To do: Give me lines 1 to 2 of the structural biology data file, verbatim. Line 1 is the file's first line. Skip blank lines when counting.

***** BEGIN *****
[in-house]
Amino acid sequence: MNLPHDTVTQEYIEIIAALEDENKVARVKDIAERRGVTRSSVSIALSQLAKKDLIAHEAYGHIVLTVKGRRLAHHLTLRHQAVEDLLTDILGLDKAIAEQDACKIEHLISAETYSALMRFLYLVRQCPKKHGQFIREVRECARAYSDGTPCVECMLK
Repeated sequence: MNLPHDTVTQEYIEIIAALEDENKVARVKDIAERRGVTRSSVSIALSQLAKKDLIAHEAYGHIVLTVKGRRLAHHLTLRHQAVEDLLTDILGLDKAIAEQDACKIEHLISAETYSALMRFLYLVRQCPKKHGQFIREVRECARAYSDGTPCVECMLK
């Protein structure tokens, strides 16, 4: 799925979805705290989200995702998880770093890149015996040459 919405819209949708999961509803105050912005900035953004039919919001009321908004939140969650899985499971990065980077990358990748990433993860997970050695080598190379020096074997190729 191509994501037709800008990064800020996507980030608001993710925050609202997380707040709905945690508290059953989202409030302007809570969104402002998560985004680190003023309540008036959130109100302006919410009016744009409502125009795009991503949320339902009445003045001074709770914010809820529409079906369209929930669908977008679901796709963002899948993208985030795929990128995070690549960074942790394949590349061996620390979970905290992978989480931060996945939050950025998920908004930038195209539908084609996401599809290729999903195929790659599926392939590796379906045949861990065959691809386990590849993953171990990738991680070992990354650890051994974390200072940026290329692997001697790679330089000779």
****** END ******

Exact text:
[in-house]
Amino acid sequence: MNLPHDTVTQEYIEIIAALEDENKVARVKDIAERRGVTRSSVSIALSQLAKKDLIAHEAYGHIVLTVKGRRLAHHLTLRHQAVEDLLTDILGLDKAIAEQDACKIEHLISAETYSALMRFLYLVRQCPKKHGQFIREVRECARAYSDGTPCVECMLK